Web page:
Tuesday, May 14, 2013


To have a good friend is one of the highest delights of life; to be a good friend is one of the noblest and most difficult undertakings. Friendship depends not upon fancy, imagination or sentiment, but upon character. There is no man so poor that he is not rich if he have a friend; there is no man so rich that he is not poor without a friend. But friendship is a word made to cover many kindly, imperman­ent relationships. Real friendship is abiding. Like charity, it suffereth long and is kind. Like love, it vaunteth not itself, but pursues the even tenor or its way, unaffrighted by ill-report, loyal in adversity, the solvent of infelicity, the shining jewel of happy days. Friendship has not the irides­cent joys of love, though it is closer than is often known to the highest, truest love. Its heights are ever serene, its valleys know few clouds. To aspire to friendship one must cultivate a capacity for faithful affection, a beautiful dis­interestedness, a clear discernment. Friendship is a gift, but it is also an acquirement. It is like the rope with which climbers in the high mountains bind themselves for safety, and only a coward cuts the rope when a comrade is in danger. From Cicero to Emerson, and long before Cicero, and forever after Emerson, the praises of friendship have been set forth. Even fragments of friendship are precious and to be treas­ured. But to have a whole, real friend is the greatest of earth gifts save one. To be a whole, real friend is worthy high endeavor, for faith, truth, courage and loyalty bring one close to the Kingdom of Heaven.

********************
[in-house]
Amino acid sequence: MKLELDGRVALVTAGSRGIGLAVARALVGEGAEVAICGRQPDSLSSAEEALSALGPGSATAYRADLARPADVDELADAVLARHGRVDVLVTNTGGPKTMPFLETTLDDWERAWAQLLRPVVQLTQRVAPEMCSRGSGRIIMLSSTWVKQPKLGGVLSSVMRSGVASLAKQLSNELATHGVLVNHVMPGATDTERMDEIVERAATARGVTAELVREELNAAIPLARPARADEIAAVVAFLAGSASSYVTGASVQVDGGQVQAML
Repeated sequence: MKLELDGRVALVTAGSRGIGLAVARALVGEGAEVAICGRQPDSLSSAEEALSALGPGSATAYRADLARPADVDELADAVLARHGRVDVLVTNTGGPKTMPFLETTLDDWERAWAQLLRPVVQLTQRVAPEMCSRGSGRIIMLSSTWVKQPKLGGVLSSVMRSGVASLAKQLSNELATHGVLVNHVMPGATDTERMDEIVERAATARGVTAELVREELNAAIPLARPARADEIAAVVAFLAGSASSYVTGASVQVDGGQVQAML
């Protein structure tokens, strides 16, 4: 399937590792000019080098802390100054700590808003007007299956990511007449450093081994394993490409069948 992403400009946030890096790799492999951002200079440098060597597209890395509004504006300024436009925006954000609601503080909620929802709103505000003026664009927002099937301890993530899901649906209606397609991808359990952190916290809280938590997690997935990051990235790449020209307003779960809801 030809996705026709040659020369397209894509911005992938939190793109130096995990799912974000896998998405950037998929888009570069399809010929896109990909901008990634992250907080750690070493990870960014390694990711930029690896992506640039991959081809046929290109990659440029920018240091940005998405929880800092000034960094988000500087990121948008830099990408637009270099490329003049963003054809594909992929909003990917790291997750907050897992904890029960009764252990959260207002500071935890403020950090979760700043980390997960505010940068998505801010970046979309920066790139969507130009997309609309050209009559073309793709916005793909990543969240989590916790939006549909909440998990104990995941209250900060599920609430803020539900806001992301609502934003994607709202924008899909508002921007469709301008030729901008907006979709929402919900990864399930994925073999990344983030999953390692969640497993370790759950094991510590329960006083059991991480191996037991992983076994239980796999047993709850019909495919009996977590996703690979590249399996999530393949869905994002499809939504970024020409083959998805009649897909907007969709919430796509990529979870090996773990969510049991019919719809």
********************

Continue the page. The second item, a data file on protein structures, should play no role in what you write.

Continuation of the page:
By Atmos.

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